18 May 2019

Nelson maverick politician, artist, author and raconteur announces fifth bid for mayoralty

9:03 am on 18 May 2019

A Nelson maverick politician, artist, author and raconteur has announced his fifth bid for the city's mayoralty.

Nelson’s maverick politician, artist, author and raconteur, Mike Ward pictured outside his art studio, has announced his fifth bid for the city's mayoralty.

Mike Ward pictured outside his art studio. Photo: RNZ / Tracy Neal

Seventy six year-old Mike Ward has spent his political career campaigning on green principles.

Mr Ward has been elected to the council several times since 1983, but bowed out with a valedictory speech in the council chamber in 2016.

He has also had a career in national politics, after years of non-starts. Mr Ward was an unsuccessful candidate at seven New Zealand general elections before being elected in the 2002 general election at number nine on the Green party list, after the counting of special votes.

When in Parliament, he was the Green Party spokesperson on Arts and Culture, Older Persons, Small Business, Sports, Fitness and Leisure, Tourism and Waste-free.

But now, he said the time had come when he could make a difference.

"If not me, then who, and if not now, when?

"I wake up in the morning feeling anxious - too often these days, and I think, well actually, making my little city the role model is the goal, and the other day the council said, 'hey, we're going to take it seriously', and that would be a great council to be part of," Mr Ward said.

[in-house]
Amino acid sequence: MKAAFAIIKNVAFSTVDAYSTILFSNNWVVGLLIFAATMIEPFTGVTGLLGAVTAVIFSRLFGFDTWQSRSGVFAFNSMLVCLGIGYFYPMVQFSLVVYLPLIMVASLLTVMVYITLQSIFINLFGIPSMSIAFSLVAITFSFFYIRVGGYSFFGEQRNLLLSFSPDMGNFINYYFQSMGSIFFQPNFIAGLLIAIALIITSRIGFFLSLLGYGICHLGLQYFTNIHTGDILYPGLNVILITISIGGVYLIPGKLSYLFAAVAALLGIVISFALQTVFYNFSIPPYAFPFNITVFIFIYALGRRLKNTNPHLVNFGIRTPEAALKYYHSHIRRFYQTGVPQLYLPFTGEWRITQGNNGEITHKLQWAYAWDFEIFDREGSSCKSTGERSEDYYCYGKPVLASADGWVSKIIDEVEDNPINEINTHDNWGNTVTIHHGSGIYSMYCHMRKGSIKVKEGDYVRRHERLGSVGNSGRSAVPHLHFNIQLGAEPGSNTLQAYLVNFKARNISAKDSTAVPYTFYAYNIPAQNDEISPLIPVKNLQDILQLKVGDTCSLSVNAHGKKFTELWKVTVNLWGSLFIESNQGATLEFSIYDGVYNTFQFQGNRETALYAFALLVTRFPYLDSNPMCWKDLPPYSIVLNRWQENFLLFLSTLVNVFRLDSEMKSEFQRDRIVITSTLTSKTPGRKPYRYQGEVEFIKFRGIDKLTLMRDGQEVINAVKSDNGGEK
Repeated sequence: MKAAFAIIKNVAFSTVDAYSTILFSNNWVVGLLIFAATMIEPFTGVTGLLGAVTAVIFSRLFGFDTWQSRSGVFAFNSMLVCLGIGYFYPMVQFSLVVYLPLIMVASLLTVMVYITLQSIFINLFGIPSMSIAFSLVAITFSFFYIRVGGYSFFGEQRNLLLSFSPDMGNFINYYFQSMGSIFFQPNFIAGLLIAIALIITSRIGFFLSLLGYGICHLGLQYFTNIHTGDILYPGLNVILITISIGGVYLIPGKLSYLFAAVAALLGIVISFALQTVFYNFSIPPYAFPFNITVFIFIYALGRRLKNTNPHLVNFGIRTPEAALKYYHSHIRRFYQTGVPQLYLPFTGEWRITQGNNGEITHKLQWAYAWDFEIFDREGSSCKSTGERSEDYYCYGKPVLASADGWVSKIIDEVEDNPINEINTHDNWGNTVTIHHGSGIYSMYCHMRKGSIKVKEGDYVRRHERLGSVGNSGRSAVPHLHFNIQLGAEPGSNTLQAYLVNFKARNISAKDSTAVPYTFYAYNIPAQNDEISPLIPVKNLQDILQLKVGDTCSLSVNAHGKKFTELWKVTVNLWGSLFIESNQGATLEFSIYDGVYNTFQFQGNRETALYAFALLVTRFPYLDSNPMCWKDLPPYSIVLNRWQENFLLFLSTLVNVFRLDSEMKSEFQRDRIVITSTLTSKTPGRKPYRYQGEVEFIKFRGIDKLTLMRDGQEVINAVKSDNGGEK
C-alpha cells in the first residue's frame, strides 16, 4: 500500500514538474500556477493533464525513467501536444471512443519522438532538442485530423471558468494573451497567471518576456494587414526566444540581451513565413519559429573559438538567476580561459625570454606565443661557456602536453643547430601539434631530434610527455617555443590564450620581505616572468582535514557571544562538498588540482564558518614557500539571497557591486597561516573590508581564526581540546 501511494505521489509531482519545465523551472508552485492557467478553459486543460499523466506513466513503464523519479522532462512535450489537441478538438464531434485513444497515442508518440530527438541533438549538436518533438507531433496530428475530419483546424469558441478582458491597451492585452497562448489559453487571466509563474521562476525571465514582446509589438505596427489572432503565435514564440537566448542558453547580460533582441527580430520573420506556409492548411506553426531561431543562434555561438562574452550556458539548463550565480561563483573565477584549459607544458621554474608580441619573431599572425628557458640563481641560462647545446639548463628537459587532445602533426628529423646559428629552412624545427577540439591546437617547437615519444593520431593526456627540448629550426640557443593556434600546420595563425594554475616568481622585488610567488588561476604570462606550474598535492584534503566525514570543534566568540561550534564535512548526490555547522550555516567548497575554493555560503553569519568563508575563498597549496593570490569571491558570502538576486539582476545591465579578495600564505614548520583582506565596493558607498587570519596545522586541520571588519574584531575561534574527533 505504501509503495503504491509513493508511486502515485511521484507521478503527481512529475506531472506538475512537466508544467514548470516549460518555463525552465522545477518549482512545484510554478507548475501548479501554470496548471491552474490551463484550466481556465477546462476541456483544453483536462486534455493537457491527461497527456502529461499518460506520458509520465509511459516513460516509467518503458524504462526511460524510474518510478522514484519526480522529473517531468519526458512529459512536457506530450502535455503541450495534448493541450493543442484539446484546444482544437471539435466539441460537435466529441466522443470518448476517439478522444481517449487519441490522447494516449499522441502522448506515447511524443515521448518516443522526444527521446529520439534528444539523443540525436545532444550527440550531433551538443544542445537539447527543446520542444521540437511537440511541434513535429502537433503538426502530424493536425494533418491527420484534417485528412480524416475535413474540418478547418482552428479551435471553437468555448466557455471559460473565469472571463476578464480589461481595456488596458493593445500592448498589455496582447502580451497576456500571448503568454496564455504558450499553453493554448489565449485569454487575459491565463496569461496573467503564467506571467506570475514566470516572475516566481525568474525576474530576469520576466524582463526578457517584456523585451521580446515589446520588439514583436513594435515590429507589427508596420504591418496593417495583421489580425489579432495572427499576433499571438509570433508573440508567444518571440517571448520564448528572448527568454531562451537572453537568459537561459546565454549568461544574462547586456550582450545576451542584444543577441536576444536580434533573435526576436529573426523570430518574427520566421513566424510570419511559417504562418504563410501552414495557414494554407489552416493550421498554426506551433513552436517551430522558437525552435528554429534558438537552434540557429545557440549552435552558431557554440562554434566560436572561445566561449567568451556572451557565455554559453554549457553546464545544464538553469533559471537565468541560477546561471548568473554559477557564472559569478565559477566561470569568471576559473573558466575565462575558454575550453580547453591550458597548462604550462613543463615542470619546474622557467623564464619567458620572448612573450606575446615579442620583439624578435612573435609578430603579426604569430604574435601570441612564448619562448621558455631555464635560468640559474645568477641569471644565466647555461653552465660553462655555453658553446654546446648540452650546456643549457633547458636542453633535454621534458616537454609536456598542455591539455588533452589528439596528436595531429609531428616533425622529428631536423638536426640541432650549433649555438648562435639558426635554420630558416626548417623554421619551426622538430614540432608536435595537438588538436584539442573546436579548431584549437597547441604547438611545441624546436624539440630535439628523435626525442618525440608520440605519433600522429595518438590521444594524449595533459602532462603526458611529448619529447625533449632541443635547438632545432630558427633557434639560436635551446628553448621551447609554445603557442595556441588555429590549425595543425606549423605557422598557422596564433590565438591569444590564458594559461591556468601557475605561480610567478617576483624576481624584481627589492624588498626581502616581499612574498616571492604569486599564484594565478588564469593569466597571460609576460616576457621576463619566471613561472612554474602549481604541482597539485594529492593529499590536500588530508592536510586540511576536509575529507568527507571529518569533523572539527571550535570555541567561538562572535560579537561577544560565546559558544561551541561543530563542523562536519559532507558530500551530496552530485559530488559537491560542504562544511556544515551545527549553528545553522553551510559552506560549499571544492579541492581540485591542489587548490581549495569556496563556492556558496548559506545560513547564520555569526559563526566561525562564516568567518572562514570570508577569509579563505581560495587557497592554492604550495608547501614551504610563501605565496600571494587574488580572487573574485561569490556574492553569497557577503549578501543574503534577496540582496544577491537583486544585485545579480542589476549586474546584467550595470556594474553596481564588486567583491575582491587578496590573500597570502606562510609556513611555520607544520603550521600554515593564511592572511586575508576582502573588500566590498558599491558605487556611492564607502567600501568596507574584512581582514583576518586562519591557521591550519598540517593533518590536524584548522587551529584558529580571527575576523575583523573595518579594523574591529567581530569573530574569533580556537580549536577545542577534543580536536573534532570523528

The Nelson City Council followed Canterbury in declaring a climate emergency, which will guide the council's decisions on how it responds to climate change.

Mr Ward said his long-term vision has always been for the city to acknowledge challenges over energy and climate change.

He said the city's public transport system was improving but there was room for growth, the cycle network was already "second-to-none", and the city had a couple of thriving local markets from where people bought local produce weekly.

"People here already think consciously about where they get their food, and where the things they buy come from.

"Others already walk their kids to school, or have moved closer to town so they don't have to commute - they're all moves in the right direction."

Mr Ward, who has never held a driver's licence, would like to encourage more people to travel less, and holiday more at home.

"Just imagine buying a heap of festival tickets and holidaying at home, rather than throw away money on flying somewhere else."

Mr Ward said he was obliged to try for the mayoralty, because he believed life could be more fun.

"I think we can do this, and be a much more gorgeous, more enjoyable place to live."